There has been a particular focus on first time buyers over the last decade or so as the ability to get on the property ladder has become increasingly challenging. A number of policy responses to the problem (e.g. Help to Buy and Starter Homes) have been attempted, however, the prospect of home ownership still remains out of reach for many people. In February this year, therefore, the Government issued the First Homes – Getting You On the Ladder consultation paper, which introduces a new discounted market housing product called “First Homes” that they hope will assist in addressing this issue.
So, what exactly are First Homes? They are dwellings to be sold at a discount of at least 30 percent to local people who live or work in a particular area and who want to stay in the community where they live or work but are struggling to purchase a home at market prices. Priority is to be given to first time buyers, however, it will also be open to serving personnel or veterans of the Armed Forces, and key workers (including police, nurses, and teachers).
The discount is to be maintained in perpetuity and passed on to future buyers when the dwelling is resold, to help maintain future provision of this type of affordable housing. This will be achieved through use of restrictive covenants that ensure that the property is sold at the original percentage discount at every re-sale. The one exception being where there is default on a mortgage, the lender would be allowed to sell the property on at full market price.
The 30% discount figure is to be a minimum and could be discounted further by Local Planning Authorities in areas where affordability is particularly challenging (e.g. London and the South East). The scheme is not, however, to be used to subsidise the purchase of exceptionally expensive property so the use of national and/or regional financial caps is proposed.
The intention is for First Homes to be given priority in the push to increase the number of first time buyers on the housing ladder. Incentives for developers being considered include a national exemption in England from the Community Infrastructure Levy for the element of a development providing First Homes. The Government is also looking at measures to put delivery of First Homes on a statutory footing, to avoid it being sidestepped by those unhappy that First Homes provision may result in other affordable housing tenures (social rented/shared ownership/affordable rent) being undelivered.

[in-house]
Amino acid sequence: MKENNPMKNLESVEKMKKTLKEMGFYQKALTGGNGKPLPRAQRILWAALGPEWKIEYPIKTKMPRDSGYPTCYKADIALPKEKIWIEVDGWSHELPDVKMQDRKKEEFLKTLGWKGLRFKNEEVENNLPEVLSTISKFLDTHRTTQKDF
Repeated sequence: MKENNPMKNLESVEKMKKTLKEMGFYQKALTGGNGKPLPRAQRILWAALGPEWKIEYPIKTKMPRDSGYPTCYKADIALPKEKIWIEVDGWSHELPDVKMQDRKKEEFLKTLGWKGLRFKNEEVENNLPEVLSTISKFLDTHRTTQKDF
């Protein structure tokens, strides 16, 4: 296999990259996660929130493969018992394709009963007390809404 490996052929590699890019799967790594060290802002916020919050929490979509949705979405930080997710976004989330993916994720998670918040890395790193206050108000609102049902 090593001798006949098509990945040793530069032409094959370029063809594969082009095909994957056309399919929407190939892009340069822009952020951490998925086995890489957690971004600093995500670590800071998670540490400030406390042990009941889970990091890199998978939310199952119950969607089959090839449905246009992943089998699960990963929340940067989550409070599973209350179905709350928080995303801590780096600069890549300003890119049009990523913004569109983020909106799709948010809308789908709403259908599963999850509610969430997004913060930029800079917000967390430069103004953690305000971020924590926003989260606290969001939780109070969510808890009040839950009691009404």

The Government is still considering how best to ensure delivery of First Homes; both legislative and non-legislative options are on the table. Options being considered include, prescribing in legislation a percentage requirement to be secured through section 106 agreements, or that a percentage of all homes on developments of 10 or more are First Homes. The other non-legislative option involves amending the entry-level exception sites policy in the National Planning Policy Framework to specify that it is First Homes specifically that should be delivered on these sites, whilst also allowing for an element of market housing to feature where this is necessary to ensure delivery (something which is not allowed at present).
The use of low cost or discounted market housing as an acceptable affordable housing product has been tried on a number of occasions previously and it remains a relatively small part of overall affordable housing delivery (only around 1,000 discounted market sale housing properties are built each year). Also, it has been reported that the previous Starter Home initiative from 2015 has failed to deliver any of the 200,000 affordable homes for first time buyers that it promised.
The main differences between discounted market housing and First Homes is that the minimum discount is 30% rather than 20% and there is a specific focus on first time buyers. However, the way First Homes is ultimately implemented could be the key difference, particularly if a requirement is embedded in legislation or their use is specifically required by national planning policy.
Any initiative that seeks to increase access to the housing market by first time buyers is to be welcomed and First Homes does seem to have the chance to be more effective. Its implementation and the impact it has on financial viability of schemes will determine whether it succeeds or goes the way of the flatlining Starter Homes.
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